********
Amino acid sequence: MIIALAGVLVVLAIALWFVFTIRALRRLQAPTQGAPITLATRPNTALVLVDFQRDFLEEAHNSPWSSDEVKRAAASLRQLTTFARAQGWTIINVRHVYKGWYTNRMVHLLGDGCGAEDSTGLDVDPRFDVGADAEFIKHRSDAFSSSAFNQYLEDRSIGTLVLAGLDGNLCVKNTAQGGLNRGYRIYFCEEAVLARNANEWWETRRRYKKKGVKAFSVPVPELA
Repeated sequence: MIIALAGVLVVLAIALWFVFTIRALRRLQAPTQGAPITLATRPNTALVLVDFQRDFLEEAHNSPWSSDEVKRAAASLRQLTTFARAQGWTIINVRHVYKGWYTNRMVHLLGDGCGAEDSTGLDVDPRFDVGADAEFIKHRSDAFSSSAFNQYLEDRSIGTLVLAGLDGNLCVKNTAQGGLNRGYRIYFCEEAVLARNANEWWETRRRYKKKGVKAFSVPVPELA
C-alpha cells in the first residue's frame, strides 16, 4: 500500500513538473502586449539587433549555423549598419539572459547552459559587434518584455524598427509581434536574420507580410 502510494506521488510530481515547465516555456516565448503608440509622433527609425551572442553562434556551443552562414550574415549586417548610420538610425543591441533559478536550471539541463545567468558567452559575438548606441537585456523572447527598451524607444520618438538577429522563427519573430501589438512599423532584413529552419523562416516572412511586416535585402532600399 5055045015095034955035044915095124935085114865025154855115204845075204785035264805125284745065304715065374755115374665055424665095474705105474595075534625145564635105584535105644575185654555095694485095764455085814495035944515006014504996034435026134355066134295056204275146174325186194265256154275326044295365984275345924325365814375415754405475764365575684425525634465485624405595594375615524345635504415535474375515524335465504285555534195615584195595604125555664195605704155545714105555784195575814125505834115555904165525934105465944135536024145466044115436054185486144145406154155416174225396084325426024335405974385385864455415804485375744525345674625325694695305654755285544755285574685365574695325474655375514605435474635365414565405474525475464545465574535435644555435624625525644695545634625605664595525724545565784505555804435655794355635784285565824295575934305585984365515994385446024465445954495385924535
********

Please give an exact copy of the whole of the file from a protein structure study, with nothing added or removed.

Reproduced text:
Amino acid sequence: MIIALAGVLVVLAIALWFVFTIRALRRLQAPTQGAPITLATRPNTALVLVDFQRDFLEEAHNSPWSSDEVKRAAASLRQLTTFARAQGWTIINVRHVYKGWYTNRMVHLLGDGCGAEDSTGLDVDPRFDVGADAEFIKHRSDAFSSSAFNQYLEDRSIGTLVLAGLDGNLCVKNTAQGGLNRGYRIYFCEEAVLARNANEWWETRRRYKKKGVKAFSVPVPELA
Repeated sequence: MIIALAGVLVVLAIALWFVFTIRALRRLQAPTQGAPITLATRPNTALVLVDFQRDFLEEAHNSPWSSDEVKRAAASLRQLTTFARAQGWTIINVRHVYKGWYTNRMVHLLGDGCGAEDSTGLDVDPRFDVGADAEFIKHRSDAFSSSAFNQYLEDRSIGTLVLAGLDGNLCVKNTAQGGLNRGYRIYFCEEAVLARNANEWWETRRRYKKKGVKAFSVPVPELA
C-alpha cells in the first residue's frame, strides 16, 4: 500500500513538473502586449539587433549555423549598419539572459547552459559587434518584455524598427509581434536574420507580410 502510494506521488510530481515547465516555456516565448503608440509622433527609425551572442553562434556551443552562414550574415549586417548610420538610425543591441533559478536550471539541463545567468558567452559575438548606441537585456523572447527598451524607444520618438538577429522563427519573430501589438512599423532584413529552419523562416516572412511586416535585402532600399 5055045015095034955035044915095124935085114865025154855115204845075204785035264805125284745065304715065374755115374665055424665095474705105474595075534625145564635105584535105644575185654555095694485095764455085814495035944515006014504996034435026134355066134295056204275146174325186194265256154275326044295365984275345924325365814375415754405475764365575684425525634465485624405595594375615524345635504415535474375515524335465504285555534195615584195595604125555664195605704155545714105555784195575814125505834115555904165525934105465944135536024145466044115436054185486144145406154155416174225396084325426024335405974385385864455415804485375744525345674625325694695305654755285544755285574685365574695325474655375514605435474635365414565405474525475464545465574535435644555435624625525644695545634625605664595525724545565784505555804435655794355635784285565824295575934305585984365515994385446024465445954495385924535